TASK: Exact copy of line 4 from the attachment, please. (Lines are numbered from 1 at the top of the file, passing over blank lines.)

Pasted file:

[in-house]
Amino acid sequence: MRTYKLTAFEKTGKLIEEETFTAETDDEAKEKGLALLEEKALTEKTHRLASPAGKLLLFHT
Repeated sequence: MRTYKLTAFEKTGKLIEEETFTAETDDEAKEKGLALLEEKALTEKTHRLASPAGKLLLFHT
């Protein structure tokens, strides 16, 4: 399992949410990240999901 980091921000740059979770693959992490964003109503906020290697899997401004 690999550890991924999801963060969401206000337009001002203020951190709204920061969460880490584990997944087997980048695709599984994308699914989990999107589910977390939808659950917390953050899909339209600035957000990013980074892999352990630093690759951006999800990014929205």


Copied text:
């Protein structure tokens, strides 16, 4: 399992949410990240999901 980091921000740059979770693959992490964003109503906020290697899997401004 690999550890991924999801963060969401206000337009001002203020951190709204920061969460880490584990997944087997980048695709599984994308699914989990999107589910977390939808659950917390953050899909339209600035957000990013980074892999352990630093690759951006999800990014929205």